An Arabic language version of the Infancy Gospel of Thomas, together with the Arabic Infancy Gospel circulated through Christian and Pseudo-Christian communities in the Arabian Peninsula and thus influence Mohammed’s teachings concerning Jesus, the son of Mary. Indeed, two accounts from these respective Infancy Gospels can be found in the Quran2. Even Pseudo-Matthew has exerted its influence over the Quran’s history of Mary and Jesus3.

For the modern student of history, these works also provide crucial evidence for the developmental history of Christian thought. For instance, in the ProtEv, Mary is a righteous virgin, in the Arabic Infancy Gospel (developed c. 6th century), she is the new Eve4. The general growth of pious literature in the third and fourth century allow us insight into the church’s progressive march toward veneration of a special saint-class, and the impact of second and third century traditions on the medieval Roman, Eastern, and Coptic Churches.

Sources and Footnotes


The bulk of information in this article is owed to the diligent efforts of Hans-Joseph Klauck, Professor of New Testament and Early Christian Literature at the University of Chicago, as presented in his excellent book: “Apocryphal Gospels: an Introduction.”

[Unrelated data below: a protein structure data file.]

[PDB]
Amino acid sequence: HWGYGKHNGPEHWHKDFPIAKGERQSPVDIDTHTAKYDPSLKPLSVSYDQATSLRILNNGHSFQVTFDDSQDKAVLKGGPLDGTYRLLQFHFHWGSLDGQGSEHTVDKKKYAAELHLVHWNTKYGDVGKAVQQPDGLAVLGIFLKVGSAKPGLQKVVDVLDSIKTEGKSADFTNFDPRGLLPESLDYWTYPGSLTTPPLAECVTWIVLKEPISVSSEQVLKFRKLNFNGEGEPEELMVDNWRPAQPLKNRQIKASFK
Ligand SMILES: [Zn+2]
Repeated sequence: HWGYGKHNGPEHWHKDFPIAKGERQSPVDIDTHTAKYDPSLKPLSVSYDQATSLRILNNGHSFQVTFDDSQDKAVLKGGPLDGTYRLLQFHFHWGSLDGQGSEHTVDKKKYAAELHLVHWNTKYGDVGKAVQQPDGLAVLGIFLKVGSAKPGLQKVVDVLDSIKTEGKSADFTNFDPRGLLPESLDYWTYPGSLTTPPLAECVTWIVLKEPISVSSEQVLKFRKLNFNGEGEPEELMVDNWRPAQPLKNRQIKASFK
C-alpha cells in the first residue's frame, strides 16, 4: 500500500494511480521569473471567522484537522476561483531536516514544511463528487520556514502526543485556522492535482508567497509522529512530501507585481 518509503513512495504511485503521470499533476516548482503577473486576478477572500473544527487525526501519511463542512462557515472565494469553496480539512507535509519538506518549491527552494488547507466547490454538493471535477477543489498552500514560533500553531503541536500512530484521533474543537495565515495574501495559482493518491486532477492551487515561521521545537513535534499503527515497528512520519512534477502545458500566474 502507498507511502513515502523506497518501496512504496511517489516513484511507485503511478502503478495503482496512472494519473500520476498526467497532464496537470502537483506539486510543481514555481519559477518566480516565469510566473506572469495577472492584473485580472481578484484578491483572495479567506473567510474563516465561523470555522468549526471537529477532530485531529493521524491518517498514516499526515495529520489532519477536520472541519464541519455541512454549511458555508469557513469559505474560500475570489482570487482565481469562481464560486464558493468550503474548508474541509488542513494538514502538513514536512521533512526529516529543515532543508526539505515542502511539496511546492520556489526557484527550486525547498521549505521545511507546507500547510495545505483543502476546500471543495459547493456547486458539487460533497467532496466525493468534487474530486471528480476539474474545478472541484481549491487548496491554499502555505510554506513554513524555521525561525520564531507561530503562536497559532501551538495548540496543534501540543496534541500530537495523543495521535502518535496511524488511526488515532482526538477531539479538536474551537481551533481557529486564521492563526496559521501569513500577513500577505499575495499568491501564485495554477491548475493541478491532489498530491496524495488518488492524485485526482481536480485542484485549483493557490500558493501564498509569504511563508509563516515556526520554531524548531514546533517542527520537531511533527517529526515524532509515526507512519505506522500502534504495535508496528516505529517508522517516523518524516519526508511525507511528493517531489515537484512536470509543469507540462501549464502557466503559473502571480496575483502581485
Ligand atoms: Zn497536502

1. C.f. Celsus in Origin’s “Contra Celsus”

2. surahs 5:110 and 19:22-34, corresponding to chapter 2 in the Infancy Gospel of Thomas (chapter 1 of the Arabic version, also see Arabic Infancy Gospel, chapter 36) and chapter 5 of the Arabic Infancy Gospel.

3. Compare Surah 19:23-25 to chapter 20 of Pseudo Matthew

4. Arabic Infancy Gospel, chapter 3: [Mary’s midwife says to her] “You are not at all like the daughters of Eve.” The Lady Mary answered, “As my son has no equal among children, so his mother has no equal among women.”


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    • Miebakagh57 profile image

      Miebakagh Fiberesima 

      15 months ago from Port Harcourt, Rivers State, NIGERIA.

      Hello, BA Johnson, good story indeed to the glory of God. All these infancy gospels are important because they serve to tell the heathen world that Jesus is a real person. It is a pity that they did not believe the gospel, but take solace in the infancy gospels. What a pity! Thank for sharing, and good day.